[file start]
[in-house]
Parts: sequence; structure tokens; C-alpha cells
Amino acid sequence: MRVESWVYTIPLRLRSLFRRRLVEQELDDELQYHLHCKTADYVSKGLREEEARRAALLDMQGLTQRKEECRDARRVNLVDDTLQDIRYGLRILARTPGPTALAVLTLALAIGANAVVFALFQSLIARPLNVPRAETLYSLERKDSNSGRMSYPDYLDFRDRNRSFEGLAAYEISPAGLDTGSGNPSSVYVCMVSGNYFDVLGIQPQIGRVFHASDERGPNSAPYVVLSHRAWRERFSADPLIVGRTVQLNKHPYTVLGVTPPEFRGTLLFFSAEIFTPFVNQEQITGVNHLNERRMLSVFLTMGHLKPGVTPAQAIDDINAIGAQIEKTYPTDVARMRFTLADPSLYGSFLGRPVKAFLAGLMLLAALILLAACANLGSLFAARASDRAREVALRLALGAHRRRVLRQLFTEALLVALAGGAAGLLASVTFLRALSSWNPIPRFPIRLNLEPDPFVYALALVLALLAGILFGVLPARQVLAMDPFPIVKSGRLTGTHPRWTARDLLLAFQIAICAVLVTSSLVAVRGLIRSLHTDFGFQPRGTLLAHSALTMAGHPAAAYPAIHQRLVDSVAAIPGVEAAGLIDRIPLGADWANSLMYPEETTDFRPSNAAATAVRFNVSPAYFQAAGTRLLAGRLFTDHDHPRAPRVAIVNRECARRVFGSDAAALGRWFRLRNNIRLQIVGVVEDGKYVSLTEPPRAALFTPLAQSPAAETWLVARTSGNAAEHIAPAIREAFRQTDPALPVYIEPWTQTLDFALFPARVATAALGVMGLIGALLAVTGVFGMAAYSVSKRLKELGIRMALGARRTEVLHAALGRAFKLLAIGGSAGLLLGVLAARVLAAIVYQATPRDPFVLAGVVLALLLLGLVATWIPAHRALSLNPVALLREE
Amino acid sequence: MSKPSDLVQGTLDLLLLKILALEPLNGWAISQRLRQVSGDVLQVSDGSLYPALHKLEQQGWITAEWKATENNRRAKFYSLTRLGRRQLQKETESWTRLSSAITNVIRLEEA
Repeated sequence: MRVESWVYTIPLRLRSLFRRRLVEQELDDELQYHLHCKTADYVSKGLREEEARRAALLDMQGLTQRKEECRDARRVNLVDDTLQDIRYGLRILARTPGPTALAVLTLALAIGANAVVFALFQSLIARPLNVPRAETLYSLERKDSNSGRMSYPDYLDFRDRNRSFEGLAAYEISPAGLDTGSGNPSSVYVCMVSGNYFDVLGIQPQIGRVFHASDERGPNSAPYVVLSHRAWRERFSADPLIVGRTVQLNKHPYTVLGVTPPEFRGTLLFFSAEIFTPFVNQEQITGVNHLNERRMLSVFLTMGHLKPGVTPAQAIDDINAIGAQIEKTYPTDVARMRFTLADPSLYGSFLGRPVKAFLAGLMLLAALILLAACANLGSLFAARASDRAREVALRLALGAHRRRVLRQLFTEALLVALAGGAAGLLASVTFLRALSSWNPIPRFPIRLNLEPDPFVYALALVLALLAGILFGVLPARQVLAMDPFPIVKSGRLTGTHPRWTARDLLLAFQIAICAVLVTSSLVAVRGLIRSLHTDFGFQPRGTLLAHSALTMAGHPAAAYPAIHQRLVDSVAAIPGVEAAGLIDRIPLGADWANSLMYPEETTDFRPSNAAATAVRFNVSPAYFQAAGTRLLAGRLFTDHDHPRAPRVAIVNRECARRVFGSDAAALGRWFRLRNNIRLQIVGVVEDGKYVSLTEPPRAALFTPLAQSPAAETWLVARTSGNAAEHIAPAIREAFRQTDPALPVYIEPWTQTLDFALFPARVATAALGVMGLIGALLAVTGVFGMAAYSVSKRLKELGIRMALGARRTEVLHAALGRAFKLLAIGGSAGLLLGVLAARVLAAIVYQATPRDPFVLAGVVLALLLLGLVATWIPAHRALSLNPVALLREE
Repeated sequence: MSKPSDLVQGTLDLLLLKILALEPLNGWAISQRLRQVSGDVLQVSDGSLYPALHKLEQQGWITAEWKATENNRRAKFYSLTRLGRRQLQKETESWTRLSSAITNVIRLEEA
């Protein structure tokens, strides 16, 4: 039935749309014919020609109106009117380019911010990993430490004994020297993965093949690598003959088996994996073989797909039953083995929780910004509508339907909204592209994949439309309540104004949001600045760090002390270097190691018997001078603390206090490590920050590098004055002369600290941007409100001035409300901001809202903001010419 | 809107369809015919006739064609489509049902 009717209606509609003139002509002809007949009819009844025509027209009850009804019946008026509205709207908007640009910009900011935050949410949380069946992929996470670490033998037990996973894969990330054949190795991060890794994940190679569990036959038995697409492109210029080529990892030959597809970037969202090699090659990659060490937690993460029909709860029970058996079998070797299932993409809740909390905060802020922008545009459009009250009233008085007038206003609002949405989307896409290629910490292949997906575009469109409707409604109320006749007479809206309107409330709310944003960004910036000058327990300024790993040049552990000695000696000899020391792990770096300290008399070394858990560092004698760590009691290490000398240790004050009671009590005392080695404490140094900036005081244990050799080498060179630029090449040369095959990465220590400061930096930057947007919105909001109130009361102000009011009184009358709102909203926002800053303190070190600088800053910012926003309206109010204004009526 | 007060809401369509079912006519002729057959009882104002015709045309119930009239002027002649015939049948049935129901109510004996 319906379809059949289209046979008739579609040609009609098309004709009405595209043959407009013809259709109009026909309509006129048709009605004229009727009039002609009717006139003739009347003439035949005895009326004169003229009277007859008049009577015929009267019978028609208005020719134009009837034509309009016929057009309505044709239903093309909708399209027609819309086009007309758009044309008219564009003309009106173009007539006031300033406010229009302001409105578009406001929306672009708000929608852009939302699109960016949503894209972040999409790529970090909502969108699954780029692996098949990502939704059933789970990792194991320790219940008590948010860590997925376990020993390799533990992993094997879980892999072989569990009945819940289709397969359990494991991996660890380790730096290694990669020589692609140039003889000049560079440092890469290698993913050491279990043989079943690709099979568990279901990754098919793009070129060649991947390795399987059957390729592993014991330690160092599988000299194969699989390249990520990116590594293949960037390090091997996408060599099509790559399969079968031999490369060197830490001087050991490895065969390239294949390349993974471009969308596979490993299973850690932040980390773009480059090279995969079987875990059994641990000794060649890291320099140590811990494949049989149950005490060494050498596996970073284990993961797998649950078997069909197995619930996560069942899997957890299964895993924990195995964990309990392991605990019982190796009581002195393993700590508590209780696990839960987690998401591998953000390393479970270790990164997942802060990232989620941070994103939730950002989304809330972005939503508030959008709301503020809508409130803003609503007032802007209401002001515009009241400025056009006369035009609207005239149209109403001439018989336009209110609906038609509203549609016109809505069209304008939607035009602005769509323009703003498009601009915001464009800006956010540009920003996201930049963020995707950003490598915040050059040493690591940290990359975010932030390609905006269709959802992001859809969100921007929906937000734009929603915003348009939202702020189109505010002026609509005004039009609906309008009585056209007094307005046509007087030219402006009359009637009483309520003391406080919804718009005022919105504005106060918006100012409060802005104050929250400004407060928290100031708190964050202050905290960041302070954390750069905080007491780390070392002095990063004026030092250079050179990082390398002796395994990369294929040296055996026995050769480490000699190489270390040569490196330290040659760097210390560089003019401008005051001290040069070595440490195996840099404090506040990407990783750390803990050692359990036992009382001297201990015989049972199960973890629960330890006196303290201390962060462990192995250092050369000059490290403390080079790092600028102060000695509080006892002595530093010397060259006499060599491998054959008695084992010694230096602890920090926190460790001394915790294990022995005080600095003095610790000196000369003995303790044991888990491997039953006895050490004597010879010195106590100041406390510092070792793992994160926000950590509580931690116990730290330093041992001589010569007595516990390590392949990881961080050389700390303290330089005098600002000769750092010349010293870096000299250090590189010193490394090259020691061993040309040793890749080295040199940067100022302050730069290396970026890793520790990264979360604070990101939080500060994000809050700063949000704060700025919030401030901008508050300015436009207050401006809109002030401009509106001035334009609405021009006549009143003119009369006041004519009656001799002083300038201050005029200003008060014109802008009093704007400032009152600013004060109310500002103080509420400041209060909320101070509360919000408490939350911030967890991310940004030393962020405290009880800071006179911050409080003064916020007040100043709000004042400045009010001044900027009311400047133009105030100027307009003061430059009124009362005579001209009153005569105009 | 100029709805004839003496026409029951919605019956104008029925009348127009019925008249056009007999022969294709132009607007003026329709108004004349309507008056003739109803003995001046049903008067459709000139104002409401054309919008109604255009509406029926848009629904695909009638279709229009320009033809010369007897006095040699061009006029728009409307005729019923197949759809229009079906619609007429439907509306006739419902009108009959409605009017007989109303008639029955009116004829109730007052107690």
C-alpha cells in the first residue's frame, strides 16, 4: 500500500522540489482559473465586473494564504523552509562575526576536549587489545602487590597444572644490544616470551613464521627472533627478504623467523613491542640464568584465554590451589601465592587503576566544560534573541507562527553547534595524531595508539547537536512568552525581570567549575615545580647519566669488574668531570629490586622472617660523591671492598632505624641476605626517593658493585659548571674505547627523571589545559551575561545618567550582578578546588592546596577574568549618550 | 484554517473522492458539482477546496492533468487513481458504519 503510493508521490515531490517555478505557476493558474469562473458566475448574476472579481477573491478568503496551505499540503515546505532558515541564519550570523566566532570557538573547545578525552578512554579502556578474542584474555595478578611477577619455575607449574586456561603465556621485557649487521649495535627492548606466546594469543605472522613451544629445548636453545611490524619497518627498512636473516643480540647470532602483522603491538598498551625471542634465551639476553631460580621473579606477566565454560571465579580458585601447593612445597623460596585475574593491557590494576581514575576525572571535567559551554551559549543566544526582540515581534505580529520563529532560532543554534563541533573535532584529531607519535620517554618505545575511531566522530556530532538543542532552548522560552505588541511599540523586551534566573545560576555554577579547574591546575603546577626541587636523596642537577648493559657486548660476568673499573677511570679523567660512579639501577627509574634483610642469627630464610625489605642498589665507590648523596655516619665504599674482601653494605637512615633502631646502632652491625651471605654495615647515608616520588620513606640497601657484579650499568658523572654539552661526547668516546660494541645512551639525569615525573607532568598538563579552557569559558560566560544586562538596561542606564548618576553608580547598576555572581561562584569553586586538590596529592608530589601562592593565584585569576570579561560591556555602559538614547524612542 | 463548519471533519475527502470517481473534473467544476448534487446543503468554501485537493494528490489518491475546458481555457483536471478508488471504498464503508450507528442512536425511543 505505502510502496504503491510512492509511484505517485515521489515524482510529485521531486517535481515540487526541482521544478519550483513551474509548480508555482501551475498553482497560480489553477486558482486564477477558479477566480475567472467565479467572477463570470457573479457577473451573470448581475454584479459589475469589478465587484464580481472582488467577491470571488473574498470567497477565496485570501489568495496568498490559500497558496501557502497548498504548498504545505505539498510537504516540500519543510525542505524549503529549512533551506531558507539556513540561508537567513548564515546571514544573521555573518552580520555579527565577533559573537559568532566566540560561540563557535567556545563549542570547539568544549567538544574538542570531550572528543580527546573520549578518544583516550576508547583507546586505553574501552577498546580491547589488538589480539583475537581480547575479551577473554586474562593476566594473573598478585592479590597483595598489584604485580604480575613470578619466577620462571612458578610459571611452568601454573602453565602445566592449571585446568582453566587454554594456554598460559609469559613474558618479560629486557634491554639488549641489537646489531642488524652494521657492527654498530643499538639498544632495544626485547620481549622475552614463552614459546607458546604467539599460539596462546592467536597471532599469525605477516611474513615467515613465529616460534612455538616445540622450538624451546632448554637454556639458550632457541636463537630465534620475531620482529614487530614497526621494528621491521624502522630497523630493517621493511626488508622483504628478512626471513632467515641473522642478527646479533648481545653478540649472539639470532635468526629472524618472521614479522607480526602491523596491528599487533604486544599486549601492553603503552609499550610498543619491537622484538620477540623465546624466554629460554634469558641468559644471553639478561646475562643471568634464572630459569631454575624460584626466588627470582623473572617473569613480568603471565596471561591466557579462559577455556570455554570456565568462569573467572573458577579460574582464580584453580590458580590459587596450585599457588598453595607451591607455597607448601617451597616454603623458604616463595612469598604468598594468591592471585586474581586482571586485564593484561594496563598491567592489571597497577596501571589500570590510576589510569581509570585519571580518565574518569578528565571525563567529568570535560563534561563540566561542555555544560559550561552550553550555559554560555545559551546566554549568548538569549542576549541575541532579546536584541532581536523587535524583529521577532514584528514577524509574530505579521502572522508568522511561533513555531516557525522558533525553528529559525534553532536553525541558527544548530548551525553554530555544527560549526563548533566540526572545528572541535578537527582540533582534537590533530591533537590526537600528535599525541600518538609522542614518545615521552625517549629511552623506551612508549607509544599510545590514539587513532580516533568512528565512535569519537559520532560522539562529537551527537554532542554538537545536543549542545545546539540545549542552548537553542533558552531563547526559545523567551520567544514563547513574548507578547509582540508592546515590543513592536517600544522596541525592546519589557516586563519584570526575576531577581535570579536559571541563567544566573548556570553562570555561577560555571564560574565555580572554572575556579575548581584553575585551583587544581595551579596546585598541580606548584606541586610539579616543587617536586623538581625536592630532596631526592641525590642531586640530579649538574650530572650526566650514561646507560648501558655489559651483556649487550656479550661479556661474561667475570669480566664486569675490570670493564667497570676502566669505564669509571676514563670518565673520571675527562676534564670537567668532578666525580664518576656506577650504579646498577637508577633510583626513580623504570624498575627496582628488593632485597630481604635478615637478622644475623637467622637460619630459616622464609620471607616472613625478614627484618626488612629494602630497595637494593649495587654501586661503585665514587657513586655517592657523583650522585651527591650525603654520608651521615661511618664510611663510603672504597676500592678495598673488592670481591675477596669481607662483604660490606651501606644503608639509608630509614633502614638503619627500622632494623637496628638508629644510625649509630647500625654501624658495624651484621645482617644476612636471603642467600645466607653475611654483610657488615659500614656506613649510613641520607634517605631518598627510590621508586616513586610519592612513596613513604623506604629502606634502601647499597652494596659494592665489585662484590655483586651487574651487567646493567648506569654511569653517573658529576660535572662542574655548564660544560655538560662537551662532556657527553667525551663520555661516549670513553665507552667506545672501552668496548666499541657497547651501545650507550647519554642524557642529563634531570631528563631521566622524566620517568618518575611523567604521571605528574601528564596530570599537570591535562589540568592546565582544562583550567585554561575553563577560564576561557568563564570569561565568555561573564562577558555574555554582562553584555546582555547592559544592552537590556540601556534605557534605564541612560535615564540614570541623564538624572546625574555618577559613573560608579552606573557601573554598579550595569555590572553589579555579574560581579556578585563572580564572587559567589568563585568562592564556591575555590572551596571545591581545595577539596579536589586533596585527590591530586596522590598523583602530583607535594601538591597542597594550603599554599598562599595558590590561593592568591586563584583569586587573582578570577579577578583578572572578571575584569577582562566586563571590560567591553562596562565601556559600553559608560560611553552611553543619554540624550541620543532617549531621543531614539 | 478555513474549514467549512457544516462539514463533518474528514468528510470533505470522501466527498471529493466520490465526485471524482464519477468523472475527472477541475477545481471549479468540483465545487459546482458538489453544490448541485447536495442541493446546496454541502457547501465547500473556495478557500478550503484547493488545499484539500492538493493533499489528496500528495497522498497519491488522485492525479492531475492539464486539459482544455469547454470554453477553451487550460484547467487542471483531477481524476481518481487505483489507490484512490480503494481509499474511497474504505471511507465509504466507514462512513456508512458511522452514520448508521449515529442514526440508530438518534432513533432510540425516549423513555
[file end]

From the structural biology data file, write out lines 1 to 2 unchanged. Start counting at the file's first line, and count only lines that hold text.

[in-house]
Parts: sequence; structure tokens; C-alpha cells